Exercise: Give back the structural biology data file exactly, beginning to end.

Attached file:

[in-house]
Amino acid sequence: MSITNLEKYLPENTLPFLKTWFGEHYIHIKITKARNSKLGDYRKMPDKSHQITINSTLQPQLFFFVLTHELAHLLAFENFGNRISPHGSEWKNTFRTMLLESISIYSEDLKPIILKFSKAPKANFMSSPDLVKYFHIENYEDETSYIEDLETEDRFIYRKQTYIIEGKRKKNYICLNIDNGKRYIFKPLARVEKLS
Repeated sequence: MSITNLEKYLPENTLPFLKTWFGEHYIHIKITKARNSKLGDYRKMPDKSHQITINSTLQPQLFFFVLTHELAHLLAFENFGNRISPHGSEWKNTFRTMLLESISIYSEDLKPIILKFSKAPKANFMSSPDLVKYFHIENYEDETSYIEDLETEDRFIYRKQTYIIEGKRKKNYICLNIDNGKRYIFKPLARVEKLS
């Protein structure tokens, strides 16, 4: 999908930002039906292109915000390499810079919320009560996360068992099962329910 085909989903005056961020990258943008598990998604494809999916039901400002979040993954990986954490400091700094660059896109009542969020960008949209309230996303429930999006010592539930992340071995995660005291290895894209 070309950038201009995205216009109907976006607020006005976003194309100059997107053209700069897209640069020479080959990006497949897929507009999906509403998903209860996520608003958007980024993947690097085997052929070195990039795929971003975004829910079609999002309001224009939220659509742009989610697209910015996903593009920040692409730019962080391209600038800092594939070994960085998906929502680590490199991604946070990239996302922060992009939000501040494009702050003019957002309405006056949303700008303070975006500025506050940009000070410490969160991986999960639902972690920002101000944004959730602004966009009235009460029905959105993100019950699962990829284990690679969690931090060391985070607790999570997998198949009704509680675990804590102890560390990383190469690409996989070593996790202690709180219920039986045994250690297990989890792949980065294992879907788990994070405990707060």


[in-house]
Amino acid sequence: MSITNLEKYLPENTLPFLKTWFGEHYIHIKITKARNSKLGDYRKMPDKSHQITINSTLQPQLFFFVLTHELAHLLAFENFGNRISPHGSEWKNTFRTMLLESISIYSEDLKPIILKFSKAPKANFMSSPDLVKYFHIENYEDETSYIEDLETEDRFIYRKQTYIIEGKRKKNYICLNIDNGKRYIFKPLARVEKLS
Repeated sequence: MSITNLEKYLPENTLPFLKTWFGEHYIHIKITKARNSKLGDYRKMPDKSHQITINSTLQPQLFFFVLTHELAHLLAFENFGNRISPHGSEWKNTFRTMLLESISIYSEDLKPIILKFSKAPKANFMSSPDLVKYFHIENYEDETSYIEDLETEDRFIYRKQTYIIEGKRKKNYICLNIDNGKRYIFKPLARVEKLS
């Protein structure tokens, strides 16, 4: 999908930002039906292109915000390499810079919320009560996360068992099962329910 085909989903005056961020990258943008598990998604494809999916039901400002979040993954990986954490400091700094660059896109009542969020960008949209309230996303429930999006010592539930992340071995995660005291290895894209 070309950038201009995205216009109907976006607020006005976003194309100059997107053209700069897209640069020479080959990006497949897929507009999906509403998903209860996520608003958007980024993947690097085997052929070195990039795929971003975004829910079609999002309001224009939220659509742009989610697209910015996903593009920040692409730019962080391209600038800092594939070994960085998906929502680590490199991604946070990239996302922060992009939000501040494009702050003019957002309405006056949303700008303070975006500025506050940009000070410490969160991986999960639902972690920002101000944004959730602004966009009235009460029905959105993100019950699962990829284990690679969690931090060391985070607790999570997998198949009704509680675990804590102890560390990383190469690409996989070593996790202690709180219920039986045994250690297990989890792949980065294992879907788990994070405990707060």